The first time I declared my love for food before a guy the creator possibly shook his head thinking “there she goes again ,ruining her chances.”
The relationship never lasted a week.
But something better than him came from that short-lived relationship: He introduced me to the Diamond Plaza food court, with all its culinary trappings.
That day, I noticed something funny.
A man approached the food court area and was followed by up to six waiters from different eateries at the mall, all shoving their menus in various states of dereliction. Despite being on the better side of town, the waiters were overly aggressive like those nyama choma joints along Kang’undo Road, on your way to Ruai. Or the Kenyatta Market. Or that mall at Mfangano St. Or at the City Market.
You can taste the food from each of them to your fill, and if your name is Dick, you can walk away. But this is a good psychological trick these waiters play on you. Imagine tasting someone’s food and refusing to order from that person.
I prefer just doing a random pick since I don’t want to be choked by my food because someone is cursing at me with their eyes.
In my subsequent visits to Diamond Plaza, I discovered where perhaps the best bhajias are served in Nairobi. They are not only good, but they serve in portions that can embarrass and induce the worst guilt in any woman watching her weight.
I know each fast-food joint’s warus by size, quality and even quantity. The fat ones. The greasy ones. The ugly ones. The ones that leave a foul smell in your mouth.
Confession: I don’t share food with anyone. This is informed by the fact that most fast-food joints in town serve such small portions that sharing with someone is a path to self-ruin through deprivation.
But at Maru Bhajias, they serve large portions, it is not uncommon for many people to ask them to pack for you and take home. Though lately with the stupid plastic bags’ ban, it is not easy to find polythene bags to wrap the leftovers.
Here is how you eat the Maru Bhajias (notice the capitalization):
Make sure you use the red sauce that looks like blended kachumbari. That thing will work your soft-palate like magic. Whether you like chilli or not, you have to. This is a command. To this, try their mkwaju. With chilli and mkwaju, it will justify the drive or the matatu ride to the place.
I have scientifically established that the best time to go to Diamond Plaza for your Bhajia is 3 p.m. The better to go there with one of your sillier friends. The friend has to be the slow-eater type, so that when you gobble yours fast enough, you can help them with theirs in the pretext of saving time.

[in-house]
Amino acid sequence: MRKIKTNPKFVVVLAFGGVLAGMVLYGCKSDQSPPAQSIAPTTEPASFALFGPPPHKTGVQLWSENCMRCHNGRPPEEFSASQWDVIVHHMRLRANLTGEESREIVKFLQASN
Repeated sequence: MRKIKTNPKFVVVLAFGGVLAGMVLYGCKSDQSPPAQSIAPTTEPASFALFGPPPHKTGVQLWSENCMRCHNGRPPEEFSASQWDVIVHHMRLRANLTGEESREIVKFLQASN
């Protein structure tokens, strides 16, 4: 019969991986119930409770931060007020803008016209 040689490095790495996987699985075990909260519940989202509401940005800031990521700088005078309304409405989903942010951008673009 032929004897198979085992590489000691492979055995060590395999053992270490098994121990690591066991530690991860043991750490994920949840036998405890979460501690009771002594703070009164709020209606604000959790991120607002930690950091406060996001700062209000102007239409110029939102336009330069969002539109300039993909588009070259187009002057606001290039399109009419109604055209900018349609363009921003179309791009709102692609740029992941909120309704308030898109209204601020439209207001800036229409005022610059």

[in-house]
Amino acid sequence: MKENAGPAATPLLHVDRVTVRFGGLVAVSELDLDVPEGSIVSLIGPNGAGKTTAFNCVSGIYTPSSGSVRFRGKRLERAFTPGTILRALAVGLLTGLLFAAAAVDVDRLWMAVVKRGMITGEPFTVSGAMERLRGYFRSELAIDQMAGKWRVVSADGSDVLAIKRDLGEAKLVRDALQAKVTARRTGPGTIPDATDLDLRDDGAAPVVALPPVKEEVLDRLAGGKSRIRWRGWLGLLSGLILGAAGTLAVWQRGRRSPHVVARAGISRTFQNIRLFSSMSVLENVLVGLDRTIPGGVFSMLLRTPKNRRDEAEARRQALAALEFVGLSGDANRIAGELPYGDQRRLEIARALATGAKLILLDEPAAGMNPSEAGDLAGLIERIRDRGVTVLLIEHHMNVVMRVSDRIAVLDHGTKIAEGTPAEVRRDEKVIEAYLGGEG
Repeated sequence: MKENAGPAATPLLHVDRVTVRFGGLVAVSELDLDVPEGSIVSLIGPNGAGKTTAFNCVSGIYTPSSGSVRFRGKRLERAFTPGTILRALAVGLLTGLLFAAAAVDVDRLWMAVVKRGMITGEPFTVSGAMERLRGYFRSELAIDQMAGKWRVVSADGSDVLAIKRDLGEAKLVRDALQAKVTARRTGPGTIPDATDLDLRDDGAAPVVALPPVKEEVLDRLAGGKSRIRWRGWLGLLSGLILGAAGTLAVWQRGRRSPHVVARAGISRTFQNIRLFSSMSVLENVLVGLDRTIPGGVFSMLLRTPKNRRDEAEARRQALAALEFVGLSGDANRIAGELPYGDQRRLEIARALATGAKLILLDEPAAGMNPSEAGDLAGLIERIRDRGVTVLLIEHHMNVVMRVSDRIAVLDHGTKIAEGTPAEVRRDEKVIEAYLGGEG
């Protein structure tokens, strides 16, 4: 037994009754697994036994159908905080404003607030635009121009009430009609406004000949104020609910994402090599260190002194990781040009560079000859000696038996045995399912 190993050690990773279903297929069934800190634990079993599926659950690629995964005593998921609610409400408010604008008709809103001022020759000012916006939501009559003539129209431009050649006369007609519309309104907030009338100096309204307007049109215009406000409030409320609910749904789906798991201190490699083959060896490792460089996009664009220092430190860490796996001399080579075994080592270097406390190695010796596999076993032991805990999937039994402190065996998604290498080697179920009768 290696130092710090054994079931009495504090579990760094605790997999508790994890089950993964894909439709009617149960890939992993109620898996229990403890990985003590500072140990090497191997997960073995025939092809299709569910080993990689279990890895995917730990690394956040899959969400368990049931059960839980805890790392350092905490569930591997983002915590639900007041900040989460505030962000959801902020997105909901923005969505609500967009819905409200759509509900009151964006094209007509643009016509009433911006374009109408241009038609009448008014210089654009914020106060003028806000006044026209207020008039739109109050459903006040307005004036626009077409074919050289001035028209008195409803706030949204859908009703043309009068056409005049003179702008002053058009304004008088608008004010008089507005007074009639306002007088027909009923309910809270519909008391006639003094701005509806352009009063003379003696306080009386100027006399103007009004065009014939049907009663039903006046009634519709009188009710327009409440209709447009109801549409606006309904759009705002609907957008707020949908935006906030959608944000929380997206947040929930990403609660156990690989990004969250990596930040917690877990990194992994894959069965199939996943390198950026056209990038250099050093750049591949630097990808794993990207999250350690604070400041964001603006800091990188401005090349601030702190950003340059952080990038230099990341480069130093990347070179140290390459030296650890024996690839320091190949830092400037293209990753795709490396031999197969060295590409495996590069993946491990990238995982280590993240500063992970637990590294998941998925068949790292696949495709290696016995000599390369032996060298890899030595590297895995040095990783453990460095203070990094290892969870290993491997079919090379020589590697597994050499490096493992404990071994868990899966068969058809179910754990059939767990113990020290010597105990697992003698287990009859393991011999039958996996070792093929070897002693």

Last time I was there with Sue, one of the most weight-conscious people I know, I sympathized with her plight. It was too much for the poor girl, as she tried to push down one bite after another through her narrow throat. But, Lord! She did. And wanted some more. I wondered aloud, does her boyfriend know that she can murder a mountainous heap of bhajia at Marus and chase it down with sugar cane juice for good measure? This innocent looking women are ndejalas!
In my brief adult life, I have possibly tasted all the warus in town. I know each fast-food joint’s warus by size, quality and even quantity. The fat ones. The greasy ones. The ugly ones. The ones that leave a foul smell in your mouth. By price. And taste. I will vote for the Marus.
Sue agrees. As she struggles with the few remaining pieces.
“We didn’t come all the way to bite bite food,kazana tu ,hata mimi na kazana,” she urges me on.
See why every girl needs this type of friend who is shameless in the face of too much food.
By now, Sue is so full and the warus proved to be too soporific. On the other hand, I am trying to find a sitting position to gobble up some more. But it is not working.
The thing about this Maru’s Bhajias, is that you can never forget that taste. For some reason, you’ll ever find yourself in Parklands yet you live on the other end of town, sneak there and bring your verdict.